I’m a Generation X geek. This means that all this web 2.0 and social networking stuff doesn’t scare me (I was on BBSes before the internet y’all), but it also means that I’m not into giving away all my creative output for free or sharing personal details with strangers. It also means that I’m experienced enough to know that stuff I put out online can come back to haunt me (there are net news posts from 1988 that I can still find in searches that make me cringe). So, I give a thought to what I put out into the inter-ether.

With all that in mind, it is a bit tough to figure out what is appropriate to post on all the various social networks that I am continually dragged into and websites that I have (like this one).  After some serious thought, I think I’m figuring out a taxonomy that works for me: I post nearly no personal details in public forums. That may not make sense given that you are reading my opinions right now on my blog. However, my opinions are free to the world, the details of my personal life are my own business.  You want to write a blog about the intimate details of your personal life, that is great. I just like to choose who I talk about that stuff. Reading this blog, you can figure out a lot of what I care about and you can see who I am as a person, but you don’t really know me (unless you know me). That means that if I share those details of my life with you, it is a statement about our relationship.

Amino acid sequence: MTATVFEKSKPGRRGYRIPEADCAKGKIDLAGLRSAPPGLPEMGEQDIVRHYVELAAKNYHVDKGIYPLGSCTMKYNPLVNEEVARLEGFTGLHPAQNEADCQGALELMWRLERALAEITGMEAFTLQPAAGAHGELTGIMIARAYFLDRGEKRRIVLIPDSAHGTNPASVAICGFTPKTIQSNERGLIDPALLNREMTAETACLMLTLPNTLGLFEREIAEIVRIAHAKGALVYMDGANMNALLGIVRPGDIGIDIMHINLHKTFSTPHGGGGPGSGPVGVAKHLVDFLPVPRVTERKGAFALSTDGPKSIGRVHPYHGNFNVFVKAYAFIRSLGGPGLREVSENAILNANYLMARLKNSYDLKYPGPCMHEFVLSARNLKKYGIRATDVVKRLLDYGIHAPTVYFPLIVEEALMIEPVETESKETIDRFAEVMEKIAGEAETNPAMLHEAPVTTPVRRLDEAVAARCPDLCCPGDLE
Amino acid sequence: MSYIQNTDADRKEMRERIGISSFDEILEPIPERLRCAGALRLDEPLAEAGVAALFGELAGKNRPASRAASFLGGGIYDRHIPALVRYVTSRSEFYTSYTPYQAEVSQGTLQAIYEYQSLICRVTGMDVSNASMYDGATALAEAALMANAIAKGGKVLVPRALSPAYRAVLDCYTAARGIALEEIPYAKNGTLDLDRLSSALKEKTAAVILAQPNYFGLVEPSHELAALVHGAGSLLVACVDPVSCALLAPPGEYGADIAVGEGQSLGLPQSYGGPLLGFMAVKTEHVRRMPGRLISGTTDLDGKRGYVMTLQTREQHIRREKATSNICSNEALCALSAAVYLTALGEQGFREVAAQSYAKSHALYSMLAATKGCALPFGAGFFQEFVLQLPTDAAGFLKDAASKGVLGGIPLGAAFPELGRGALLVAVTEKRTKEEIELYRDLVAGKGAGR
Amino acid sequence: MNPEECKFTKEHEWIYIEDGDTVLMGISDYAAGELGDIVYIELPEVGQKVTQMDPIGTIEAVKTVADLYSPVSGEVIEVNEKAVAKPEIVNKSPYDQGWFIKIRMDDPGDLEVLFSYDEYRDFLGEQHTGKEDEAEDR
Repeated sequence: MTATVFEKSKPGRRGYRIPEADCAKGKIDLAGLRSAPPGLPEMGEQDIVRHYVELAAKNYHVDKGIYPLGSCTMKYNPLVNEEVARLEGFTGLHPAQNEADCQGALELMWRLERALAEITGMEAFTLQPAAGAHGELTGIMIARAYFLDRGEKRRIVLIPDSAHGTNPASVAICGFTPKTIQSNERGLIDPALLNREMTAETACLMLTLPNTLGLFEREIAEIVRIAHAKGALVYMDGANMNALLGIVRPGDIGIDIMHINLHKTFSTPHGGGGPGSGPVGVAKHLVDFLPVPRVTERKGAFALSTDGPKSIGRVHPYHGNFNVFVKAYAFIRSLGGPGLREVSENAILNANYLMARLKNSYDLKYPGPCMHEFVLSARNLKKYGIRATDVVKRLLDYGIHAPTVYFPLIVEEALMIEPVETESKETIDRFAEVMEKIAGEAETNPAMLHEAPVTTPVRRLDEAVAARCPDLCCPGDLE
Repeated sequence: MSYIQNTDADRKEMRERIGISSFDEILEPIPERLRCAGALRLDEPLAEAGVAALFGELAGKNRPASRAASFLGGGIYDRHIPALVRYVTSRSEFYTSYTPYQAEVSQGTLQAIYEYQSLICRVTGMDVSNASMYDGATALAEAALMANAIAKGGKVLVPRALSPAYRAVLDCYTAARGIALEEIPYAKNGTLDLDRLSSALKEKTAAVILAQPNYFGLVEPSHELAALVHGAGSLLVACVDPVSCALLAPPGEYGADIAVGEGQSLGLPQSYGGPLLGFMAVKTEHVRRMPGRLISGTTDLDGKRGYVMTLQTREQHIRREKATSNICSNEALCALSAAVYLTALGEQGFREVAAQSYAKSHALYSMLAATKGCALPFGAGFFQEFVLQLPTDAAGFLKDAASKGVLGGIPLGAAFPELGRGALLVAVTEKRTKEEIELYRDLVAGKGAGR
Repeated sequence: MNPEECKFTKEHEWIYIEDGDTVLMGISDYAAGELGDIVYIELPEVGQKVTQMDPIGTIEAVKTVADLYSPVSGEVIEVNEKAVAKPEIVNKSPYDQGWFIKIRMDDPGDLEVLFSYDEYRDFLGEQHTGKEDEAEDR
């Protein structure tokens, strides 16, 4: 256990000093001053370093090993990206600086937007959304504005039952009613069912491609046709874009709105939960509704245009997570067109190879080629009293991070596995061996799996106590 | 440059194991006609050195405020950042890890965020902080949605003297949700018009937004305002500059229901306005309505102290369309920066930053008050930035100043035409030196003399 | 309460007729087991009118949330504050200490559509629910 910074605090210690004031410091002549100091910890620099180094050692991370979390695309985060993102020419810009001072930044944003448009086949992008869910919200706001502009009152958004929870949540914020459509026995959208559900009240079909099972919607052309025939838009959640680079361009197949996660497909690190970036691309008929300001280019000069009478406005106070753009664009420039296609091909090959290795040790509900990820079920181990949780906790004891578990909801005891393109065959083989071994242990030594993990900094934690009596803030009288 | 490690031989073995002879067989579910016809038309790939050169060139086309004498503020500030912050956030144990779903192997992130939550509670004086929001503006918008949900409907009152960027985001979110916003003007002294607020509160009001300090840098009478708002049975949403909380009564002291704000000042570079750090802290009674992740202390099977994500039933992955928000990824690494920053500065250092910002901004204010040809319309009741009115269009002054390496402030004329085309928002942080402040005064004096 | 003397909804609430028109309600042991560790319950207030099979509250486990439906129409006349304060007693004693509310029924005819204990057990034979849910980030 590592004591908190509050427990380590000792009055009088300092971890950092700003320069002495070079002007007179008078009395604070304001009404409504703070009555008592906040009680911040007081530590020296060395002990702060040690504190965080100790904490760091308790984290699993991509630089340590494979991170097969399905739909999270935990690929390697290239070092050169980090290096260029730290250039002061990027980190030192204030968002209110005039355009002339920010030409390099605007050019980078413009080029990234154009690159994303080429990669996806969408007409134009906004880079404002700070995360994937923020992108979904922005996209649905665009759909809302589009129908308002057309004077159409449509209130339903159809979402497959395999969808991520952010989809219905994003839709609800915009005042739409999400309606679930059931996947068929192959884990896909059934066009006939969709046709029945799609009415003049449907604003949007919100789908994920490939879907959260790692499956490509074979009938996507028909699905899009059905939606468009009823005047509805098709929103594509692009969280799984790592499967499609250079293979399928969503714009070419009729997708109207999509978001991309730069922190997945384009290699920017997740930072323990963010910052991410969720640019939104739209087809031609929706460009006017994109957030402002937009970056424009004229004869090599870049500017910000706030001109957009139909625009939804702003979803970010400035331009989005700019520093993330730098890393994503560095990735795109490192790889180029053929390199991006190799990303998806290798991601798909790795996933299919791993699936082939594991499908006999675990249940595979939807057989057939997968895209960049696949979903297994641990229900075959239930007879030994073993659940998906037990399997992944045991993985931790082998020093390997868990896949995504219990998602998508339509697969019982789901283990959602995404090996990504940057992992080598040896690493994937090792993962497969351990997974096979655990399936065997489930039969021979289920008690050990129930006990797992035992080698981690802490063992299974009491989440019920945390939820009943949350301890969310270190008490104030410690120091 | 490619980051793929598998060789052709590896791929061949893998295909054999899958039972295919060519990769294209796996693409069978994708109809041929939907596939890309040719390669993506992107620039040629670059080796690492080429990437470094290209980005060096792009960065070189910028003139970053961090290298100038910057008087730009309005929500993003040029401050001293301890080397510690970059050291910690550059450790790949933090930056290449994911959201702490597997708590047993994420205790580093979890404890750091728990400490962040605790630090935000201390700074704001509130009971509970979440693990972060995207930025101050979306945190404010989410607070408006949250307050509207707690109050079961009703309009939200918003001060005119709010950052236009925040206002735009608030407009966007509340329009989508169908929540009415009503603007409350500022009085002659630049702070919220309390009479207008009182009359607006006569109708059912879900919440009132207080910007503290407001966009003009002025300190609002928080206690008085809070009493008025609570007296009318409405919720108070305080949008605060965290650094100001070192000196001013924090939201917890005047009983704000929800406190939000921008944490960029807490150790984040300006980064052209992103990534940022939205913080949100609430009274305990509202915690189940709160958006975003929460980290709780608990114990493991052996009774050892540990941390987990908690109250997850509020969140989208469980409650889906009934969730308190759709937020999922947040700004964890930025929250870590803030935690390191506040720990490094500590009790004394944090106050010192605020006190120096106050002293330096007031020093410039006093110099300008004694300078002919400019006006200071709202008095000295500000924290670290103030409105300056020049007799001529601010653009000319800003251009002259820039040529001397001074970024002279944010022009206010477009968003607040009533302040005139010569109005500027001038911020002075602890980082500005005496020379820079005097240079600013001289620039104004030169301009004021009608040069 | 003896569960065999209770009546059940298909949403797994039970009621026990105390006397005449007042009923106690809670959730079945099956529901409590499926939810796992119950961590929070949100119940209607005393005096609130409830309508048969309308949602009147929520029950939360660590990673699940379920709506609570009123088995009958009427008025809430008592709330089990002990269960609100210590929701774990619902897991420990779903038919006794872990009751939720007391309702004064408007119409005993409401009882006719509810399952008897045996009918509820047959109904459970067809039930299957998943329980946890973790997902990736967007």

Sites like Facebook are a bit different. There, I have an explicit trust circle that can only see details once we are connected. I really like this. I only add people as friends on Facebook if I really know them off-line. This means I can share more, although I still have to be careful because of the mixture of business and personal contacts in that environment.

The way I use twitter actually surprises me a bit. I put way more personal stuff into twitter than I do in other social networks. This is weird given how public my tweets are. However, with Twitter, the messages are so short that they are pretty meaningless without the context of a personal relationship. So a tweet may be meaningless to someone that doesn’t know me, but provides fascinating details to a friend.

These are just some of my thoughts that have been evolving around this. I’d be interested in hearing what other people’s takes on this are. Especially from my generation or older.

By kevin

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